Lucky for me, our family loves to camp. We do this regularly and once you have acquired your gear, it is a very cheap and cheerful holiday for families.

There are many places to camp for free (like friends farms and state forests) or for a minimal expense (like National Parks). The trick is to camp outside the very busy periods (to avoid feeling like you are sleeping with another family) and to go with another family with age-matched children so your kids are happily occupied so you can relax. That is the plan anyway.

We will spend Easter camping with a group of happy campers. The thought of it gets me through the snore of school term. While Easter is probably the busiest camping weekend in the calendar, the remoteness of our destination will ensure there will be no-one else there but us chickens. And, of course, the flies. And rain.

If you aren't up for camping, and I know some of you are horrified at the thought of a night under canvas, all is not lost for a frugal holiday. I suggest the road trip. Fondly known as a 'roadie' in these parts. Spend as little as possible on accommodation. Try out house swapping if you are game. We find renting a house is cheaper than the two hotel/motel rooms we would otherwise have to get. Investigate the impact of staying a night or two versus a week at one spot. If there are plenty of day trips, sometimes staying put is a cheaper experience.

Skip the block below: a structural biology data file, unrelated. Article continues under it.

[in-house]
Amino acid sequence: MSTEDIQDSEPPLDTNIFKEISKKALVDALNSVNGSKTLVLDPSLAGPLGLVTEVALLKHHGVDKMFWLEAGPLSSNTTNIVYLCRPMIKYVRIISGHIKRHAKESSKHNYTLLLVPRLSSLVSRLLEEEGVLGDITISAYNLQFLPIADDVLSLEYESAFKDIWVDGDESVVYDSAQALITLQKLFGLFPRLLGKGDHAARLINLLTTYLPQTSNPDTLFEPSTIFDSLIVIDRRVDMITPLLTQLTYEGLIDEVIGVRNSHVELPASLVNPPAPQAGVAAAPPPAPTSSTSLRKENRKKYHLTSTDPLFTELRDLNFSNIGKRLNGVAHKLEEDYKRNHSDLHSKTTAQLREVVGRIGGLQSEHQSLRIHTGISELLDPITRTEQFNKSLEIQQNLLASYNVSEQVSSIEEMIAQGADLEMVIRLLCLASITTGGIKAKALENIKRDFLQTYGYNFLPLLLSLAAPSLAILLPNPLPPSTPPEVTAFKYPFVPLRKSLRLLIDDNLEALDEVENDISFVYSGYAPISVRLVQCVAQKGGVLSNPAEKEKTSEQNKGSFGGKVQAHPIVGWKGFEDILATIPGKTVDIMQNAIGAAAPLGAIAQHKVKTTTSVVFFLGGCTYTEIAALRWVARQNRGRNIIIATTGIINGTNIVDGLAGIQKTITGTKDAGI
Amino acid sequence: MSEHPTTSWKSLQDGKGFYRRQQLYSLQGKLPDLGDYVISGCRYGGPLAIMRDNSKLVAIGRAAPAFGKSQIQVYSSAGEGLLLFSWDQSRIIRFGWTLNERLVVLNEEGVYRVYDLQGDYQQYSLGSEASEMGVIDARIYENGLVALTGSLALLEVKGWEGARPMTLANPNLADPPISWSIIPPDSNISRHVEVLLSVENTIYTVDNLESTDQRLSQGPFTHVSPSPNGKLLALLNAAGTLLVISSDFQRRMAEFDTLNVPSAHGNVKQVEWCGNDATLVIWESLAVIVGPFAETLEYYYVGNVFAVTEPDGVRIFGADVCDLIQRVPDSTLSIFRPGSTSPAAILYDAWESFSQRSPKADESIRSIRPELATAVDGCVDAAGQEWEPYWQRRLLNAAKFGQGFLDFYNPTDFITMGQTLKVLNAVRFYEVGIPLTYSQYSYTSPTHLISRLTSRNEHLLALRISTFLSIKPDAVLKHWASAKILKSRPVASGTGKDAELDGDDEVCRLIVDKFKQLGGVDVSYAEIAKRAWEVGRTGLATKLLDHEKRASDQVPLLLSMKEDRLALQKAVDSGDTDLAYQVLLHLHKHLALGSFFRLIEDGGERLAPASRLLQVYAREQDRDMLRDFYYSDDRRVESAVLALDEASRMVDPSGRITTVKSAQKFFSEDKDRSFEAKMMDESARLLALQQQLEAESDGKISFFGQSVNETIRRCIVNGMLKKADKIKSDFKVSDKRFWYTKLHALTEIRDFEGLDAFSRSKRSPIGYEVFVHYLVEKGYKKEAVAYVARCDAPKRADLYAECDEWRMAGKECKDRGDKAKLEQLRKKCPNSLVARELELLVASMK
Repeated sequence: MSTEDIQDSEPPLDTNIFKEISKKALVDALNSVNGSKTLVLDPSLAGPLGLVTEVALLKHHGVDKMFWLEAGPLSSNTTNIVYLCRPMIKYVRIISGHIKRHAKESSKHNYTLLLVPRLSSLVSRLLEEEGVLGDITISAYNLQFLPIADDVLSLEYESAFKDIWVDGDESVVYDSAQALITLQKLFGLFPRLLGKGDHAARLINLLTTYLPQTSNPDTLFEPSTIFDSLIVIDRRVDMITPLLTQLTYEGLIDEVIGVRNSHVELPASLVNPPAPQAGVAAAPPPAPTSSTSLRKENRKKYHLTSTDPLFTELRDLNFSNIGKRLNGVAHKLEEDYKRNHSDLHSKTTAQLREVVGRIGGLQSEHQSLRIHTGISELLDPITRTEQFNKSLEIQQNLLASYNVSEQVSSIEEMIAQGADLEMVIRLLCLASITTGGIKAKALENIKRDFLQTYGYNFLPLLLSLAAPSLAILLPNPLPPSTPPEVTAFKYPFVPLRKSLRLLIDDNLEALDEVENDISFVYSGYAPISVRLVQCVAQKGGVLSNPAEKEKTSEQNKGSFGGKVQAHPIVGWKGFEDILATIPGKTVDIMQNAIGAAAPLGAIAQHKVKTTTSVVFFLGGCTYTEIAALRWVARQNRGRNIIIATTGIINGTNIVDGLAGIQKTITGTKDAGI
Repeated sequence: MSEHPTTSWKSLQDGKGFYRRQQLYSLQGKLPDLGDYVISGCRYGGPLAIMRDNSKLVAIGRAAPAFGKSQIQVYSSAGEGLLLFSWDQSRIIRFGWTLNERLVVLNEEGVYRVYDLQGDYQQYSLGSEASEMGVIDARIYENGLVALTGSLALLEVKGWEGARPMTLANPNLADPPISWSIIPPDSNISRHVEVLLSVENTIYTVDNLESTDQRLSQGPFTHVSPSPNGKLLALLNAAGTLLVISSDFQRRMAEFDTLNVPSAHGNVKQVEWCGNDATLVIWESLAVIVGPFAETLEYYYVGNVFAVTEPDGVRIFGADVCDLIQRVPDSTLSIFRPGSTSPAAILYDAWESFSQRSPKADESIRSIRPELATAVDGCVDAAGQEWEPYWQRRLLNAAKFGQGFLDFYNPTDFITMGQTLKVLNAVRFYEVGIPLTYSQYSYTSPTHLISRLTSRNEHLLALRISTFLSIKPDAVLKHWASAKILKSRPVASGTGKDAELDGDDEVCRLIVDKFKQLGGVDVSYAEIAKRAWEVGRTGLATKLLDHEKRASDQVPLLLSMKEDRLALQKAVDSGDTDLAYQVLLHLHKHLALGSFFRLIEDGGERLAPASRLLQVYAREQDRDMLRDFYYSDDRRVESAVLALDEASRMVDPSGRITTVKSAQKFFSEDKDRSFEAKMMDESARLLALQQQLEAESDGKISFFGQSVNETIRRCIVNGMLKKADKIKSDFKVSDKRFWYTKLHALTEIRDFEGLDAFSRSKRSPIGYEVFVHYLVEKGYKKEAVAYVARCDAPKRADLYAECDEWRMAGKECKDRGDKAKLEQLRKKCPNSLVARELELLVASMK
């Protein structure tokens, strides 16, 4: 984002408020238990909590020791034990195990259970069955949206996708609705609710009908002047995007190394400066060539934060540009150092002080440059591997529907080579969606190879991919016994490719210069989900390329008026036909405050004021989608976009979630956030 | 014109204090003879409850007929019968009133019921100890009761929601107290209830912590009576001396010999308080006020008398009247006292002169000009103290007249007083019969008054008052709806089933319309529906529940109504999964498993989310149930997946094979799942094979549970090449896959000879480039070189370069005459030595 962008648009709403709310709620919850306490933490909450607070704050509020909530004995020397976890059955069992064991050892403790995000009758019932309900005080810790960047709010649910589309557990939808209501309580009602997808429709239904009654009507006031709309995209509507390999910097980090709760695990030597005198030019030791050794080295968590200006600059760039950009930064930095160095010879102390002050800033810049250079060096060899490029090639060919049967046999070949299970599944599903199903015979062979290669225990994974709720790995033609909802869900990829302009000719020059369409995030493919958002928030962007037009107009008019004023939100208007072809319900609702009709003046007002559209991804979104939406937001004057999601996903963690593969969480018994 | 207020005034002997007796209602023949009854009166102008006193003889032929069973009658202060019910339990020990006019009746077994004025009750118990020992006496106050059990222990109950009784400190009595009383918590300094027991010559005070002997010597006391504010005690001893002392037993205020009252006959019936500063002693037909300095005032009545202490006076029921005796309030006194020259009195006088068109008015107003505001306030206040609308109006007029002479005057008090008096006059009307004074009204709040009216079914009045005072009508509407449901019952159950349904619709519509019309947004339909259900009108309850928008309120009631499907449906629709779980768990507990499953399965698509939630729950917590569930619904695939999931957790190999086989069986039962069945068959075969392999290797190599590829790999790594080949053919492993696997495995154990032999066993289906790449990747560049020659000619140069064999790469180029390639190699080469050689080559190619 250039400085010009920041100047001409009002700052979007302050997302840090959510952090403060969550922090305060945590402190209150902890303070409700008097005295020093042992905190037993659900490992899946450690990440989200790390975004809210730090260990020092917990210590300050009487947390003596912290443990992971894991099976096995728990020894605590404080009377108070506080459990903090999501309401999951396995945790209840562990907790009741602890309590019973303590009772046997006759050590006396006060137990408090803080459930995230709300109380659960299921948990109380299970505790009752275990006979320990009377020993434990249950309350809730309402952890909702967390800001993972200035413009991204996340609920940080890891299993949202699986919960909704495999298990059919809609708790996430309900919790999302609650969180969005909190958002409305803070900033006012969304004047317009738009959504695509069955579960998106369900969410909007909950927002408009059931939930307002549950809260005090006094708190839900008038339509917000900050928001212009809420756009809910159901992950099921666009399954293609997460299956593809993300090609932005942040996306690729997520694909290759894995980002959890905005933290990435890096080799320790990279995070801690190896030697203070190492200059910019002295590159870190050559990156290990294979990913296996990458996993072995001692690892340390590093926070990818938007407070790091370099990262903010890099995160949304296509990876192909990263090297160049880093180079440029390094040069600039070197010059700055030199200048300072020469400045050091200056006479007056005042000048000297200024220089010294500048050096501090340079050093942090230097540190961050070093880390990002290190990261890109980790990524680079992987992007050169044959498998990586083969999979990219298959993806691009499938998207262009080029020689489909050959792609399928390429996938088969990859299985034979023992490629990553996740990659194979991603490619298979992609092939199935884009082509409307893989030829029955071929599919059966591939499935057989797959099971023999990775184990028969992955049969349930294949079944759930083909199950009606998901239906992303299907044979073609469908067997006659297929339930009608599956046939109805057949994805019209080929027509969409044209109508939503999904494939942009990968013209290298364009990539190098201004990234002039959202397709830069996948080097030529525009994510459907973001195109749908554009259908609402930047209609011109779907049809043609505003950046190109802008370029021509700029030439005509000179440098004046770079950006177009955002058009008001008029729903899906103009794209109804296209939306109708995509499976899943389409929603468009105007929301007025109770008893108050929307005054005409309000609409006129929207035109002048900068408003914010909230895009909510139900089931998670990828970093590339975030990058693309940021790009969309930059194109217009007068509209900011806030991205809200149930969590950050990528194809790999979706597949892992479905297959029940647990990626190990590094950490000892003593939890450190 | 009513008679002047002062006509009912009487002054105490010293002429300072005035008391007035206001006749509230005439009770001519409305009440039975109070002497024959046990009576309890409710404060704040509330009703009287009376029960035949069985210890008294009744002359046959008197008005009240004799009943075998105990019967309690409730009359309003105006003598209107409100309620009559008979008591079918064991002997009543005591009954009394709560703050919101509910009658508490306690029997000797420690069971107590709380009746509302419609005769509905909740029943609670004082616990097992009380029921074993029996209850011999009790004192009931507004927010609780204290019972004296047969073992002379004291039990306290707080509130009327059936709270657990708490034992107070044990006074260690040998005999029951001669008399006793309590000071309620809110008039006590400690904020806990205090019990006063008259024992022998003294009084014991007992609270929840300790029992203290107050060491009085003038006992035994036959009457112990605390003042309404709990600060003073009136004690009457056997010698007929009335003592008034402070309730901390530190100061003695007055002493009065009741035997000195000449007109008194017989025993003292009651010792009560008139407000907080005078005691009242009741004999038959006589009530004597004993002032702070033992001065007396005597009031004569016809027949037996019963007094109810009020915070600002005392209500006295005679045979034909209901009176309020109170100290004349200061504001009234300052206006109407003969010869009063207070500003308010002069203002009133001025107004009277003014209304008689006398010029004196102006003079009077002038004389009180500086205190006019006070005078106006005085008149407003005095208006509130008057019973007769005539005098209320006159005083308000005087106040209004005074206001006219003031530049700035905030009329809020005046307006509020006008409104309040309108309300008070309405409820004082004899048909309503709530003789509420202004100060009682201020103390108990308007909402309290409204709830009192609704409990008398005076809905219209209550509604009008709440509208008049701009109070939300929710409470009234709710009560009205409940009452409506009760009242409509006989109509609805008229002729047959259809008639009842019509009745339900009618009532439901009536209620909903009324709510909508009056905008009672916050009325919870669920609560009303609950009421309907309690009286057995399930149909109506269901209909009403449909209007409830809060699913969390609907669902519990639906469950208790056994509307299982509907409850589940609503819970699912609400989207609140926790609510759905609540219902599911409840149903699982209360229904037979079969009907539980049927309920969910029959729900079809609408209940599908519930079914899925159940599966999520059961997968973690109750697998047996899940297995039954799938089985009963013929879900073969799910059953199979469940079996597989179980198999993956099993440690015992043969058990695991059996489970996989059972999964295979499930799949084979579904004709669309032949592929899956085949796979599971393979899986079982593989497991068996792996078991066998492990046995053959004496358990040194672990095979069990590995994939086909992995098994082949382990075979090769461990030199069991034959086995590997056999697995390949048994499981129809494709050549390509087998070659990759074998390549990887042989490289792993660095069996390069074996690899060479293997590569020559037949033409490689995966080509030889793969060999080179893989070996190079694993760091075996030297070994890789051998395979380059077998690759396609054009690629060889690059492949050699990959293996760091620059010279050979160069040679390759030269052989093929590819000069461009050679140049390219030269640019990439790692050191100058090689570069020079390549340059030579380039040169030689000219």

Try not to do more than one paid-for activity per day. A trip to the museum in the morning, followed by a picnic lunch and a scoot at the park in the afternoon, is a much less expensive day out than museum, bought lunch and another outing to, say, an aquarium in the afternoon. There are so many free ways to spend time and explore a new destination:
  • Park time - scooting, riding, playing ball sports, playing cricket
  • Bush walking
  • Swim at the beach or a local river
  • Map out a 'tour' on your free tourist map and walk from place to place
  • Learn about the history of a town by learning about the architecture
  • Go wine tasting
  • Visit the library
  • Visit friends/family
  • Forage for food
  • Go twitching
  • Go geocaching
  • Star gaze
  • People watch at a busy location
Obviously these free activities can be enjoyed at home as easily as when holidaying. The key is to find activities that your family loves so that everyone enjoys themselves.

 
Do you holiday the frugal way?

Thursday, 14 February 2013

A month of frugality: Menu planning

Image from here